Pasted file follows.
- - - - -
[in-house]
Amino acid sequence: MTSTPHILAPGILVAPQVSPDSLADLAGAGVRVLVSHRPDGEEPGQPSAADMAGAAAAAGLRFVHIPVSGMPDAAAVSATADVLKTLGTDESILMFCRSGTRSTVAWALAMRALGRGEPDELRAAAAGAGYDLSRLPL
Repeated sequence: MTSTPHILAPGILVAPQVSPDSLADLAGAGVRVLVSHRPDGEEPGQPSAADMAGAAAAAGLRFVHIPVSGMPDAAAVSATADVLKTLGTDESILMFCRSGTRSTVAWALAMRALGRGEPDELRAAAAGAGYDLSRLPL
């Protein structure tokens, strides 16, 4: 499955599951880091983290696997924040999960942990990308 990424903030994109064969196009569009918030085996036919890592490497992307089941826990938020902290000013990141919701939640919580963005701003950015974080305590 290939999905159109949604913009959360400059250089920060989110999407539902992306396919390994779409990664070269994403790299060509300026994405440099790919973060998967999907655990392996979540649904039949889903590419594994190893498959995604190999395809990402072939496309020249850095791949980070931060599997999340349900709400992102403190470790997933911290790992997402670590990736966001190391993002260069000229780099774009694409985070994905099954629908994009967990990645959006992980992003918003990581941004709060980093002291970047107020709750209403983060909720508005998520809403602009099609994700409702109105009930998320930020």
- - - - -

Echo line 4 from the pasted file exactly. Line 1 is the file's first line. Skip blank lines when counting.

């Protein structure tokens, strides 16, 4: 499955599951880091983290696997924040999960942990990308 990424903030994109064969196009569009918030085996036919890592490497992307089941826990938020902290000013990141919701939640919580963005701003950015974080305590 290939999905159109949604913009959360400059250089920060989110999407539902992306396919390994779409990664070269994403790299060509300026994405440099790919973060998967999907655990392996979540649904039949889903590419594994190893498959995604190999395809990402072939496309020249850095791949980070931060599997999340349900709400992102403190470790997933911290790992997402670590990736966001190391993002260069000229780099774009694409985070994905099954629908994009967990990645959006992980992003918003990581941004709060980093002291970047107020709750209403983060909720508005998520809403602009099609994700409702109105009930998320930020």